Körvel (chervil) has been used in Swedish cuisine for hundreds of years, if not longer. Despite this, its use is dying out and it is now hard to buy in shops in Sweden. Sadly the same is true in the UK, the States and many other countries.
The forgotten herb
At first glance chervil looks like parsley, and that maybe the cause of its fade into obscruity. Many people simply haven't bothered to try chervil because it's easier to stick with parsley, which looks similar and you can buy parsley everywhere.
Chervil has delicate leaves and a subtle aniseed-like flavour. The flavour is delightful, but never overwhelming. It is spoilt by heat, so only ever add chervil at the last minute.
It can be bought on good farmers' markets, where it is usually sold in bunches in plastic bags. Put the bunches in water as soon as possible. At first they will wilt a bit, but after a few hours they will revive and then they can be kept for days, provided they are kept out of direct sunlight.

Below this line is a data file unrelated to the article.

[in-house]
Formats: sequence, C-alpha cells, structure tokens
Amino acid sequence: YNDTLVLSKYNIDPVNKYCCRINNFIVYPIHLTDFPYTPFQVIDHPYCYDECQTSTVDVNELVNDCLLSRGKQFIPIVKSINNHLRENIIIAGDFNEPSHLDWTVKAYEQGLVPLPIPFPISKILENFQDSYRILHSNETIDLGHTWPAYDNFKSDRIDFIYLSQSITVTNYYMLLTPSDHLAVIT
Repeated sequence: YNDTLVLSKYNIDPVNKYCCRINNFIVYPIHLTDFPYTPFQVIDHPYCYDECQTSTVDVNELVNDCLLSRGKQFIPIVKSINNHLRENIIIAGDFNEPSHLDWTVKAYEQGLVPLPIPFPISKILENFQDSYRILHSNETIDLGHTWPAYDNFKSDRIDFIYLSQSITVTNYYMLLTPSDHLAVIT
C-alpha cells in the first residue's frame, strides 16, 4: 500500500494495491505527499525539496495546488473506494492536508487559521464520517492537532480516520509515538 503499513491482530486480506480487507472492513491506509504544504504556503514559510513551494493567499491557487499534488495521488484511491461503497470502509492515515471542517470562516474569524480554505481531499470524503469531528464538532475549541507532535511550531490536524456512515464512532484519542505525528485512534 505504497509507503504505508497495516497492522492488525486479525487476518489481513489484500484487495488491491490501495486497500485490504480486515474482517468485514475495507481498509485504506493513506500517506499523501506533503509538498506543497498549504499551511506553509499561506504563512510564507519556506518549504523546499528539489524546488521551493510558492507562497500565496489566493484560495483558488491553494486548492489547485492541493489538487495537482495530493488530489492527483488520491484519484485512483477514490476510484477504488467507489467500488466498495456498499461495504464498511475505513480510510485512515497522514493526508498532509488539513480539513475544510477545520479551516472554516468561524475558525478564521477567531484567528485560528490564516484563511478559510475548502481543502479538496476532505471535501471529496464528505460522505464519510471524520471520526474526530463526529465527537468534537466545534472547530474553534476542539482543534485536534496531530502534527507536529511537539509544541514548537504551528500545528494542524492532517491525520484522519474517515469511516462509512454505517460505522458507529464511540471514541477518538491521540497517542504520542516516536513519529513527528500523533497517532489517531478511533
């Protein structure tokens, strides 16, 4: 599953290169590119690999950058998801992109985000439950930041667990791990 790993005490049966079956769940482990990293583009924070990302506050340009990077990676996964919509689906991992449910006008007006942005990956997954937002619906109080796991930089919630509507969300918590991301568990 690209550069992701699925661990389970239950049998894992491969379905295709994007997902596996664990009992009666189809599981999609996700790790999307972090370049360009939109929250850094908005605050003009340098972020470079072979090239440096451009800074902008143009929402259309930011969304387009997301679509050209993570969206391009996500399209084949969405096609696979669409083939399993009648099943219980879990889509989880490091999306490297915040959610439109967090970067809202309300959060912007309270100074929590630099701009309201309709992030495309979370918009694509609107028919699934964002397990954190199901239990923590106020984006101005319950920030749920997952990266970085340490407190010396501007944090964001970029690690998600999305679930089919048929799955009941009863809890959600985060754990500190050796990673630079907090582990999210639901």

French leaf parsley mixed with a little finely chopped tarragon is probably the best substitute. French leaf parsley is visually similar, but doesn't have the delicate aniseed taste. Tarragon has a similar taste to chervil, but is far more powerful. Put the two together and you get close to chervil.
Another alternative is sweet cicely, but that is probably even harder to find than chervil.
Chervil goes well with salads, eggs, soups and fish. However, it is important to add the finely chopped leaves just before serving because its flavour is spoilt by heat.
Finely chopped chervil mixed with crème fraîche, salt and pepper makes a versatile sauce that goes well with fish.
Growing your own
Most people who like chervil grow their own because it is so difficult to buy. Fortunately it is easy to grow and will self-seed, so you may only ever need to buy one packet of seeds! The first leaves can be picked about 8 weeks after sowing. Despite its delicate appearance it is hardy, so you can pick fresh chervil in winter.
Sow chervil where it is to grow. Thin the plants to 15 cm (6") apart. A March or April sowing will provide a summer crop and an August sowing provides leaves throughout the winter.
Keep the plants well watered in dry weather and remove flower-heads. (You can leave a few flowers on if you want it to self-seed in the same place next year.)
When picking, remove the leaves from the outside of the plant first.
SwedishFood.com is run by a not-for-profit company set up to help English speakers around the world who would like to learn more about Swedish food. If you like the site please help us to promote it and bring Swedish food to a bigger audience by following us on:
Editor and Founder